Rent Shop Volunteer Join

Q. Who is Mr. Smarty Plants?

A: There are those who suspect Wildflower Center volunteers are the culpable and capable culprits. Yet, others think staff members play some, albeit small, role. You can torture us with your plant questions, but we will never reveal the Green Guru's secret identity.

Help us grow by giving to the Plant Database Fund or by becoming a member

Did you know you can access the Native Plant Information Network with your web-enabled smartphone?

Share

Ask Mr. Smarty Plants

Ask Mr. Smarty Plants is a free service provided by the staff and volunteers at the Lady Bird Johnson Wildflower Center.

Search Smarty Plants
See a list of all Smarty Plants questions

Please forgive us, but Mr. Smarty Plants has been overwhelmed by a flood of mail and must take a break for awhile to catch up. We hope to be accepting new questions again soon. Thank you!

Need help with plant identification, visit the plant identification page.

 
rate this answer
Not Yet Rated

Monday - February 28, 2005

From: San Antonio, TX
Region: Southwest
Topic: Water Gardens
Title: Water Gardening
Answered by: Nan Hampton and Joe Marcus

QUESTION:

I took the landscaping class several years ago, and now would like to put in a section of aquatic plants. Starting small, I was initially looking for a ceramic bowl-type container, and I need to know what I have to do to make sure that the material used or the glaze will not injure the fish that I put in. What is the name of those little native fish that you use? Is my best bet a galvanized tub like you use there?

ANSWER:

As long as the ceramic container is properly sealed, there should be no problem with it leaching anything that will harm the fish. However, there are a couple of other concerns for a small, ceramic container. First, if it freezes, the container is likely to crack and leak. Second, a small container will limit the number of fish you can have without adding an aerator. Although your plants will help oxygenate the water for the fish, as the fish numbers increase the oxygen may become depleted and the fish could die. You could handle this problem with an aerator like those used in fish aquariums.

The fish in the ponds at the Wildlife Center are Gambusia, mosquito fish. We have had good success with galvanized tubs at the Wildflower Center. Although some people question whether zinc might be leaching from them and poisoning the fish, we have had Gambusia, dragonfly larvae and other aquatic fauna thriving in our galvanized tanks for at least four years now.  In areas with different water chemistry, leaching of zinc might be an issue, but it has not been a problem for us. You could add a liner, such as ones available at Aquatic Eco-systems, Inc., to the galvanized tub to be on the safe side, however.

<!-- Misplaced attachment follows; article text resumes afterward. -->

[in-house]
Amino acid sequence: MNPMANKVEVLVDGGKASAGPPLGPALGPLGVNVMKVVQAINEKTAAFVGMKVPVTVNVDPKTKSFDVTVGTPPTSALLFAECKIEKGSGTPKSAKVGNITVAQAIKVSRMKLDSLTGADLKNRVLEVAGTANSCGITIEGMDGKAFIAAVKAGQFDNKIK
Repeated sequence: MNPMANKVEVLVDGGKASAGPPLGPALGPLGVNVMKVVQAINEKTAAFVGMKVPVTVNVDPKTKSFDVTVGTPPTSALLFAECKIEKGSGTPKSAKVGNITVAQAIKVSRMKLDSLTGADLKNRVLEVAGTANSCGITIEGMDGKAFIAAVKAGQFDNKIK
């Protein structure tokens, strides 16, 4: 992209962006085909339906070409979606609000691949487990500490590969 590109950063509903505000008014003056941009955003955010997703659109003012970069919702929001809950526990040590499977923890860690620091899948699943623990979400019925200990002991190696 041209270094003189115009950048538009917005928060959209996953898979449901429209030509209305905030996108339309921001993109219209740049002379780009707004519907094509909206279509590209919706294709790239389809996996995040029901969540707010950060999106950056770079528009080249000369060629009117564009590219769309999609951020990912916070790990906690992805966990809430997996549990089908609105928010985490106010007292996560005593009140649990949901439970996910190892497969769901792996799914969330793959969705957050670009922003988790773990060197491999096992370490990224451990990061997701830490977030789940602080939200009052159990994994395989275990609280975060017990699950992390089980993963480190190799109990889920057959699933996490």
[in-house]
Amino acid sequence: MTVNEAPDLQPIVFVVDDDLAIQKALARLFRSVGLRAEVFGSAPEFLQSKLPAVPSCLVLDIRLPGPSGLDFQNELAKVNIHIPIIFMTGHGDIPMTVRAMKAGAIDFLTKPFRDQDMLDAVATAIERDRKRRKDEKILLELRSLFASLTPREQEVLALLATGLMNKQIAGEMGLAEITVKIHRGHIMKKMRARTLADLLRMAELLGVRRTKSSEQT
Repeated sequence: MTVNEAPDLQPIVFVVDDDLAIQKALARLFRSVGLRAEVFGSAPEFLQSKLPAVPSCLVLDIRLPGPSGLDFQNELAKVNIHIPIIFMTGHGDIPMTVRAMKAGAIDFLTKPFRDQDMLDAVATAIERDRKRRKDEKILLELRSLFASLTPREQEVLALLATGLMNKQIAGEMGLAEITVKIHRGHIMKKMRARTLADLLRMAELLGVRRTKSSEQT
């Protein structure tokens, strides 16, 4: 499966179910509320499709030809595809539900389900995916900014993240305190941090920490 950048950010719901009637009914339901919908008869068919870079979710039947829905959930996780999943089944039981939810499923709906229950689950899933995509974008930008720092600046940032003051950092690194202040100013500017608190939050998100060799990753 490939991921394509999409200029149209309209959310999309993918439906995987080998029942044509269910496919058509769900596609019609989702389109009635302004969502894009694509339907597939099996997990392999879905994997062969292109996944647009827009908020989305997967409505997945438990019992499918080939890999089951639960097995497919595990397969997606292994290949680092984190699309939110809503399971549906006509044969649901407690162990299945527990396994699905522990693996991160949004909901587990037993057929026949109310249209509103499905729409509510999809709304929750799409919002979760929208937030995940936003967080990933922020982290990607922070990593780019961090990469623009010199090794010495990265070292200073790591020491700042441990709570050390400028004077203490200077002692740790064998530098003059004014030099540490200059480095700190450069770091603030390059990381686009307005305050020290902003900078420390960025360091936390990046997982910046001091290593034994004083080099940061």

The Wildflower Center has a 2-page PDF article on "Water Gardening" that you can download from the Native Plant Library. Also, both Clemson Extension and Colorado State University Cooperative Extension have interesting articles on water gardening in containers that you might like to read.
 

More Water Gardens Questions

Tradescantia as a water plant
June 13, 2007 - I have a spiderwort plant, and when I found it at the nursery, it was in water by the pond plants, (I had no idea what kind of plant it was at the time) So I bought it, took it home, and repotted it w...
view the full question and answer

Restoring a slope in the Mississippi sandhill region
August 01, 2011 - We are building on 5 acres (leaving 60% as is, natural). Only building a small (900-1200 sq ft house) & clearing 1 acre of the valley for a pond. There is a steep slope (where we had to put field dra...
view the full question and answer

Flowering vine for trellis behind fountain in Anaheim Hills CA
June 05, 2010 - We are looking for a flowering vine to plant on a trellis surrounding a water fountain. The fountain splashes leaving the soil constantly wet. We have tried numerous vines, but they all die due to t...
view the full question and answer

Erosion prevention on shady Pennsylvania stream
July 28, 2011 - I'm looking for a few species to plant along a stream channel to help reduce erosion during heavy rains. The soil is moist and in full shade. Ferns and thorny bushes are the only current vegetation...
view the full question and answer

Note on pond over oak roots from Round Rock TX
December 23, 2012 - Thanks very much to Barbara for answering my question about the live oaks - covering parts of their root systems with a pond. Your answer inspired discussion, and we changed our pond plan and moved th...
view the full question and answer

Support the Wildflower Center by Donating Online or Becoming a Member today.